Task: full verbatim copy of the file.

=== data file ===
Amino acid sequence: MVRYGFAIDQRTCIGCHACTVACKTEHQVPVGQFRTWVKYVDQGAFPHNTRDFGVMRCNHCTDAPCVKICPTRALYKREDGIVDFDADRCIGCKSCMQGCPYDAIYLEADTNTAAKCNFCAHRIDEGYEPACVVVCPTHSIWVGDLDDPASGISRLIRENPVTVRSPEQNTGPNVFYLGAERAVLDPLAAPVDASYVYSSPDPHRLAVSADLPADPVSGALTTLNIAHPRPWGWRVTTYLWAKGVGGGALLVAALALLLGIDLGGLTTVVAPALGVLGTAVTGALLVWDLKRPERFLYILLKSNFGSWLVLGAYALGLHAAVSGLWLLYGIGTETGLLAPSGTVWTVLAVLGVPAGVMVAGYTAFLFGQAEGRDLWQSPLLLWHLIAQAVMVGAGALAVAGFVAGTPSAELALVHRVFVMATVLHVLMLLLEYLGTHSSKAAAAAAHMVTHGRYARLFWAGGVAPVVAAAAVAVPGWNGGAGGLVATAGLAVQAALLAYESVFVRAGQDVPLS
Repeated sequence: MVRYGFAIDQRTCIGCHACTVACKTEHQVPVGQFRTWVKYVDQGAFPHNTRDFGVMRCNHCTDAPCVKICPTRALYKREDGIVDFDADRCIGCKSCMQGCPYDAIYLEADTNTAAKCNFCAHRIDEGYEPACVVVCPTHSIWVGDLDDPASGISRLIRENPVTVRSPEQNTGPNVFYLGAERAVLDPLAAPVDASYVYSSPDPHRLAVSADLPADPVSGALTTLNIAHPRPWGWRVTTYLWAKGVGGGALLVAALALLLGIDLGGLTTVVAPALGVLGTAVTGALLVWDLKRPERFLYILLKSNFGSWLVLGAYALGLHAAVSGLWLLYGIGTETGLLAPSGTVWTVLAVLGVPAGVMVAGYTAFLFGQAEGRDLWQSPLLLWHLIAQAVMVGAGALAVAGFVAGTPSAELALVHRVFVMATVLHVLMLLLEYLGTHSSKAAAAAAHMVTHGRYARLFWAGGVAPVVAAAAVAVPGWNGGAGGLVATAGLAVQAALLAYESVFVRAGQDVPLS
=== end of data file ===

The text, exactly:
Amino acid sequence: MVRYGFAIDQRTCIGCHACTVACKTEHQVPVGQFRTWVKYVDQGAFPHNTRDFGVMRCNHCTDAPCVKICPTRALYKREDGIVDFDADRCIGCKSCMQGCPYDAIYLEADTNTAAKCNFCAHRIDEGYEPACVVVCPTHSIWVGDLDDPASGISRLIRENPVTVRSPEQNTGPNVFYLGAERAVLDPLAAPVDASYVYSSPDPHRLAVSADLPADPVSGALTTLNIAHPRPWGWRVTTYLWAKGVGGGALLVAALALLLGIDLGGLTTVVAPALGVLGTAVTGALLVWDLKRPERFLYILLKSNFGSWLVLGAYALGLHAAVSGLWLLYGIGTETGLLAPSGTVWTVLAVLGVPAGVMVAGYTAFLFGQAEGRDLWQSPLLLWHLIAQAVMVGAGALAVAGFVAGTPSAELALVHRVFVMATVLHVLMLLLEYLGTHSSKAAAAAAHMVTHGRYARLFWAGGVAPVVAAAAVAVPGWNGGAGGLVATAGLAVQAALLAYESVFVRAGQDVPLS
Repeated sequence: MVRYGFAIDQRTCIGCHACTVACKTEHQVPVGQFRTWVKYVDQGAFPHNTRDFGVMRCNHCTDAPCVKICPTRALYKREDGIVDFDADRCIGCKSCMQGCPYDAIYLEADTNTAAKCNFCAHRIDEGYEPACVVVCPTHSIWVGDLDDPASGISRLIRENPVTVRSPEQNTGPNVFYLGAERAVLDPLAAPVDASYVYSSPDPHRLAVSADLPADPVSGALTTLNIAHPRPWGWRVTTYLWAKGVGGGALLVAALALLLGIDLGGLTTVVAPALGVLGTAVTGALLVWDLKRPERFLYILLKSNFGSWLVLGAYALGLHAAVSGLWLLYGIGTETGLLAPSGTVWTVLAVLGVPAGVMVAGYTAFLFGQAEGRDLWQSPLLLWHLIAQAVMVGAGALAVAGFVAGTPSAELALVHRVFVMATVLHVLMLLLEYLGTHSSKAAAAAAHMVTHGRYARLFWAGGVAPVVAAAAVAVPGWNGGAGGLVATAGLAVQAALLAYESVFVRAGQDVPLS